As Lee Fang writes: The possibility of an Iran nuclear deal depressing weapons sales was raised by Myles Walton, an analyst from Germany’s Deutsche Bank, during a Lockheed earnings call this past January 27. Walton asked Marillyn Hewson, the chief executive of Lockheed Martin, if an Iran agreement could “impede what you see as progress in foreign military sales.” Financial industry analysts such as Walton use earnings calls as an opportunity to ask publicly-traded corporations like Lockheed about issues that might harm profitability.
Hewson replied that “that really isn’t coming up,” but stressed that “volatility all around the region” should continue to bring in new business. According to Hewson, “A lot of volatility, a lot of instability, a lot of things that are happening” in both the Middle East and the Asia-Pacific region means both are “growth areas” for Lockheed Martin.
The Deutsche Bank-Lockheed exchange “underscores a longstanding truism of the weapons trade: war — or the threat of war — is good for the arms business,” says William Hartung, director of the Arms & Security Project at the Center for International Policy. Hartung observed that Hewson described the normalization of relations with Iran not as a positive development for the future, but as an “impediment.” “And Hewson’s response,” Hartung adds, “which in essence is ‘don’t worry, there’s plenty of instability to go around,’ shows the perverse incentive structure that is at the heart of the international arms market.”
Former managing director of Goldman Sachs – and head of the international analytics group at Bear Stearns in London (Nomi Prins) – notes:
Throughout the century that I examined, which began with the Panic of 1907 … what I found by accessing the archives of each president is that through many events and periods, particular bankers were in constant communication [with the White House] — not just about financial and economic policy, and by extension trade policy, but also about aspects of World War I, or World War II, or the Cold War, in terms of the expansion that America was undergoing as a superpower in the world, politically, buoyed by the financial expansion of the banking community.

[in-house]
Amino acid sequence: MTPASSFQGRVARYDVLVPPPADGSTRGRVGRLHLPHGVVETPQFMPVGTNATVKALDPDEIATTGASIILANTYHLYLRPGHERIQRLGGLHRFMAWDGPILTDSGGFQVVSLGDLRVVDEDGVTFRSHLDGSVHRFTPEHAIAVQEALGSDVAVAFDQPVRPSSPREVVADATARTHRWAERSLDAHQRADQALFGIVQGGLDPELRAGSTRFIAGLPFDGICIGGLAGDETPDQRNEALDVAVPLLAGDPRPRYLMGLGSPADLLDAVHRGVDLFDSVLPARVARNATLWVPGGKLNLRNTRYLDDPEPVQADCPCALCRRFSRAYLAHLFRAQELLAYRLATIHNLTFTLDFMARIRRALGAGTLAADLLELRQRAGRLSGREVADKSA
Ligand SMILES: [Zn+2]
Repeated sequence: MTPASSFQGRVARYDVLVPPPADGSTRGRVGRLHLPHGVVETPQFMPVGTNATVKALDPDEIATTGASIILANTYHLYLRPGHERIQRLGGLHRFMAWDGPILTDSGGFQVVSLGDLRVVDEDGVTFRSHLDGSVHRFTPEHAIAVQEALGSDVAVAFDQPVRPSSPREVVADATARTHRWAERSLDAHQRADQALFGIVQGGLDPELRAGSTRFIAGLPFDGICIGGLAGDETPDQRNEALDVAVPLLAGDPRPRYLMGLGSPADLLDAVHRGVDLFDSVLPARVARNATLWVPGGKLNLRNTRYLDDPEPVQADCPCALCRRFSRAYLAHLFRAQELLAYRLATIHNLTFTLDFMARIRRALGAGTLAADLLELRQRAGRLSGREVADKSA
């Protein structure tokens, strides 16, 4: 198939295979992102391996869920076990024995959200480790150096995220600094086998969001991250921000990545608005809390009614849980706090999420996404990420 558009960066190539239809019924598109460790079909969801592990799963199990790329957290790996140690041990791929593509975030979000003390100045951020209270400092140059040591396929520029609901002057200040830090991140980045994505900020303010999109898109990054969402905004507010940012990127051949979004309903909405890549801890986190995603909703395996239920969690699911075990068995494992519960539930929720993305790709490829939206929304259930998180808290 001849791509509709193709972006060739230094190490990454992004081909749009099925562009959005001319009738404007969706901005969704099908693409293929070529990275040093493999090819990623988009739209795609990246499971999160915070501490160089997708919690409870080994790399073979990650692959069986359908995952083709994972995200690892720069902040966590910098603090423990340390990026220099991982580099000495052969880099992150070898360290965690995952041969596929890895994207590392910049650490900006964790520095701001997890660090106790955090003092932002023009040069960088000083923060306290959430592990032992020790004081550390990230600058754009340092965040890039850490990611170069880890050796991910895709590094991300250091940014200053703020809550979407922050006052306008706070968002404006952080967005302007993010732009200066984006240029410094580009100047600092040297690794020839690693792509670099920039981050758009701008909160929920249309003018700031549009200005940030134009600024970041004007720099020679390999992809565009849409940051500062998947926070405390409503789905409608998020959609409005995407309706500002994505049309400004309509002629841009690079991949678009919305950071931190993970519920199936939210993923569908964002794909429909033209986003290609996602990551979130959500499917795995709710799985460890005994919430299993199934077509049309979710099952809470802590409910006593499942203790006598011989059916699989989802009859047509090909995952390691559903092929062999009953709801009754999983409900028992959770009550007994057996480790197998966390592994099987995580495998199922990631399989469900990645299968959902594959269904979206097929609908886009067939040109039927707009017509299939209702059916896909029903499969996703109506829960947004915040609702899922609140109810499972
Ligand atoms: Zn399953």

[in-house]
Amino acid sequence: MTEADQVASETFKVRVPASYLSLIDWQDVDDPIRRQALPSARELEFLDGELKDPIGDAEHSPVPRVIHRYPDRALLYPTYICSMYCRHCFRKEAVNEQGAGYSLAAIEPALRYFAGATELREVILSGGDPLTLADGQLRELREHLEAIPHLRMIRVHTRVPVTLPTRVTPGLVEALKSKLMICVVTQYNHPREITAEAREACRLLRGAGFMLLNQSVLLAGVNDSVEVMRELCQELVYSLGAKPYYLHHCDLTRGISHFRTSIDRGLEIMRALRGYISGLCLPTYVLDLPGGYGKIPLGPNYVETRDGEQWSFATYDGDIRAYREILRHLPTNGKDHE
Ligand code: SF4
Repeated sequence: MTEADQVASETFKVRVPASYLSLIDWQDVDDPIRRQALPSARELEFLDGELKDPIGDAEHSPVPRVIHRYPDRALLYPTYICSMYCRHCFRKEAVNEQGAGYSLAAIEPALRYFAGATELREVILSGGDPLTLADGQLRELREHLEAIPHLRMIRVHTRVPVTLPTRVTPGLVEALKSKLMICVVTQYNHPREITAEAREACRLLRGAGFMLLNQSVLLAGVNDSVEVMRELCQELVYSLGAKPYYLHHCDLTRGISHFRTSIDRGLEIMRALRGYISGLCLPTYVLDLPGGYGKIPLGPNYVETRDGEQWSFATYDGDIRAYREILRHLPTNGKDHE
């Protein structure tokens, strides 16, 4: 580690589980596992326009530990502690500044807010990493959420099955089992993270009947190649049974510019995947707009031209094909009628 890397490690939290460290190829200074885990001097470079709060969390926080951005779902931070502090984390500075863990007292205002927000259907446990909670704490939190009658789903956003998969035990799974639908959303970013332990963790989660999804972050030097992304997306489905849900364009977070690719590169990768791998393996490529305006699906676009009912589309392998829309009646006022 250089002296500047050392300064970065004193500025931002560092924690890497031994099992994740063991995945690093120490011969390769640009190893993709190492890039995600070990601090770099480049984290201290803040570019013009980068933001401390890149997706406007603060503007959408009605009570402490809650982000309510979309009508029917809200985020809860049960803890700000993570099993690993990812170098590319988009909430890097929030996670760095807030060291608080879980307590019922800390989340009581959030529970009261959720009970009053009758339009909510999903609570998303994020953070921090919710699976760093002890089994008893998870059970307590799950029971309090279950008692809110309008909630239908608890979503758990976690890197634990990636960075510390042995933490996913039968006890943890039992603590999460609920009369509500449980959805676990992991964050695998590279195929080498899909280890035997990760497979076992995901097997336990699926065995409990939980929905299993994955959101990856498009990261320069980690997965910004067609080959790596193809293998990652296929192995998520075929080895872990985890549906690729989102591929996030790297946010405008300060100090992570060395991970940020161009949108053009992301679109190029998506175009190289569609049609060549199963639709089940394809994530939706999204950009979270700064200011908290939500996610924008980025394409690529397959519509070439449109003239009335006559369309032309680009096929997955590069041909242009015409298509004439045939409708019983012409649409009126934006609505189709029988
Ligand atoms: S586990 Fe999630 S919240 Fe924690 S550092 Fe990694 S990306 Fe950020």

In the beginning of World War I, Woodrow Wilson had adopted initially a policy of neutrality. But the Morgan Bank, which was the most powerful bank at the time, and which wound up funding over 75 percent of the financing for the allied forces during World War I … pushed Wilson out of neutrality sooner than he might have done, because of their desire to be involved on one side of the war.
Now, on the other side of that war, for example, was the National City Bank, which, though they worked with Morgan in financing the French and the British, they also didn’t have a problem working with financing some things on the German side, as did Chase …
When Eisenhower became president … the U.S. was undergoing this expansion by providing, under his doctrine, military aid and support to countries [under] the so-called threat of being taken over by communism … What bankers did was they opened up hubs, in areas such as Cuba, in areas such as Beirut and Lebanon, where the U.S. also wanted to gain a stronghold in their Cold War fight against the Soviet Union. And so the juxtaposition of finance and foreign policy were very much aligned.
So in the ‘70s, it became less aligned, because though America was pursuing foreign policy initiatives in terms of expansion, the bankers found oil, and they made an extreme effort to activate relationships in the Middle East, that then the U.S. government followed. For example, in Saudi Arabia and so forth, they get access to oil money, and then recycle it into Latin American debt and other forms of lending throughout the globe. So that situation led the U.S. government.
Barclays Bank has agreed to pay $3.6m to Jews whose assets were seized from French branches of the British-based bank during World War II.
Chase Manhattan Bank, which has acknowledged seizing about 100 accounts held by Jews in its Paris branch during World War II ….”Recently unclassified reports from the US Treasury about the activities of Chase in Paris in the 1940s indicate that the local branch worked “in close collaboration with the German authorities” in freezing Jewish assets.
The relationship between Chase and the Nazis apparently was so cozy that Carlos Niedermann, the Chase branch chief in Paris, wrote his supervisor in Manhattan that the bank enjoyed “very special esteem” with top German officials and “a rapid expansion of deposits,” according to Newsweek.
Niedermann’s letter was written in May 1942 five months after the Japanese bombed Pearl Harbor and the U.S. also went to war with Germany.
A French government commission, investigating the seizure of Jewish bank accounts during the Second World War, says five American banks Chase Manhattan, J.P Morgan, Guaranty Trust Co. of New York, Bank of the City of New York and American Express had taken part.
It says their Paris branches handed over to the Nazi occupiers about one-hundred such accounts.